By utilizing an integrated management plan, you can reduce your dependency on herbicides, more effectively control weeds and do right by the environment. Each weed has a different life cycle and the best control method for it will vary.
Kochia, for example, is an aggressive annual species that has a propensity for herbicide resistance. It has a short seed viability and a few years of mowing prior to seed set and replanting will offer great results. The control of perennials like leafy spurge or Canada thistle whose root systems can be deeper than 15 feet and spread laterally 30 feet is best left to selective herbicides which will not damage surrounding native vegetation. The goal when using herbicides is to always be selective to promote native species and to use only what is needed.
The largest deciding factor for which control methods are right for your land will ultimately be decided by the time and money you can invest. Something is better than nothing.
Archuleta County Weed and Pest is your local resource for managing noxious weed populations and controlling other pests.
April 24, 11 a.m.-1 p.m. along the Riverwalk: Earth Day event. Come out to celebrate Earth Day. Booths will showcase Earth-friendly organizations and people.
April 30 and May 1: Free babysitting class and first aid/CPR being offered. Limited seating so register now. Call (970) 264-5931 or go to the Archuleta County 4-H Facebook page to learn more and sign up: https://www.facebook.com/ArchuletaCounty4H.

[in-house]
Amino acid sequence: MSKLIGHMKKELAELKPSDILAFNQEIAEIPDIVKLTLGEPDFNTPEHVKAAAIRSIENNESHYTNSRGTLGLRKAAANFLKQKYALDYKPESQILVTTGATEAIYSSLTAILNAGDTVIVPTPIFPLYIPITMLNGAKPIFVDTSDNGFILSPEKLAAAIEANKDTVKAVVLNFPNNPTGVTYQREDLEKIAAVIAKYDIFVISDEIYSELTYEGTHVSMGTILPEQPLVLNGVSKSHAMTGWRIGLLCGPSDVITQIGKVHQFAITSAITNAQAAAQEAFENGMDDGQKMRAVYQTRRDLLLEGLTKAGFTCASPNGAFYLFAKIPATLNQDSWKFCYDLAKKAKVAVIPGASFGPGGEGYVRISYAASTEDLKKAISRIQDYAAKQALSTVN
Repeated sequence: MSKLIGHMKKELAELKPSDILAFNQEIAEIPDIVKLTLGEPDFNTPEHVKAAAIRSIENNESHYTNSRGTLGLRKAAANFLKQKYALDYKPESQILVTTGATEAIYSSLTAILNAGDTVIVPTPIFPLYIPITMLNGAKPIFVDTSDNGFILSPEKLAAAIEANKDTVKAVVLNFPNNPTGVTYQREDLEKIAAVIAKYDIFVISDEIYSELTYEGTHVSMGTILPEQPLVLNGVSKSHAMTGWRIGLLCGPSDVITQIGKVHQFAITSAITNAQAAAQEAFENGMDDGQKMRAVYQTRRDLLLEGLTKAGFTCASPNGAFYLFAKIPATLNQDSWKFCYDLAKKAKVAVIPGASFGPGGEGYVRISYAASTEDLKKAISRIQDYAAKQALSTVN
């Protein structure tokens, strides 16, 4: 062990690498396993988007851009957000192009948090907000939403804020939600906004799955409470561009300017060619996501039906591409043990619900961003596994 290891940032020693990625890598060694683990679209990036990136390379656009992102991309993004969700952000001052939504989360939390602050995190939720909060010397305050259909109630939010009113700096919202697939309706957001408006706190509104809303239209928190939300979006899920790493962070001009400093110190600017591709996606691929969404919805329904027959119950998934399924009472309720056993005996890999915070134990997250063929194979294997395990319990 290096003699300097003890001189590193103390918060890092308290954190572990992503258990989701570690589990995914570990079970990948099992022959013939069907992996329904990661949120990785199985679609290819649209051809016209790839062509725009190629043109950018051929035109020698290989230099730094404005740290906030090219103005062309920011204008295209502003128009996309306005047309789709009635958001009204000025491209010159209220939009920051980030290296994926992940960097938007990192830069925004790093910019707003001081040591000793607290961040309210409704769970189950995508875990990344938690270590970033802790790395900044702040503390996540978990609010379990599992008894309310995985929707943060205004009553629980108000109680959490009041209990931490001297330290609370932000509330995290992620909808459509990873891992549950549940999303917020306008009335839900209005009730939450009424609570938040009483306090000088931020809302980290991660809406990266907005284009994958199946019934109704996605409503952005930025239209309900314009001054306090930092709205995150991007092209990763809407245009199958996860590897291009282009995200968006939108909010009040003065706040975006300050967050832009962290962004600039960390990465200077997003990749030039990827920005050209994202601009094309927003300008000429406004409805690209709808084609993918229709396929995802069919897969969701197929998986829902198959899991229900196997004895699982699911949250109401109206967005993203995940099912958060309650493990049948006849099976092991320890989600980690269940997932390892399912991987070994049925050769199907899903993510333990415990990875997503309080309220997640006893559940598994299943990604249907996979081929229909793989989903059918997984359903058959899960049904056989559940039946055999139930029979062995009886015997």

May 4, 4-6 p.m., downtown TBK parking lot: Paper-shredding event. All proceeds go toward the Archuleta County 4-H Program. There is a three-box limit. There is a $5/box suggested donation.
Grow and Give Program
The Grow and Give Program, https://growgive.extension.colostate.edu/, lets you learn to grow food and share the harvest locally. When you join, you have access to many resources on how to grow. Help our local food resources.
You can still place potato orders. We will take your orders by phone, email or online order system; please order by May 1. Phone: (970) 264-5931, ext 0; email: firstname.lastname@example.org; online order: https://archuleta.extension.colostate.edu/seed-potatoes/.
Visit us on the Web at https://archuleta.extension.colostate.edu/ or Like us on Facebook and get more information: https://www.facebook.com/CSUARCHCTY.
CPR and first aid classes
CPR and first aid certification classes are offered monthly by the CSU Extension office, generally on the second Monday and Wednesday of each month from 6 to 10 p.m. The cost for the classes is $80 for combined CPR/first aid and $55 for CPR, first aid or recertification. Call the Extension office at 246-5931 to register.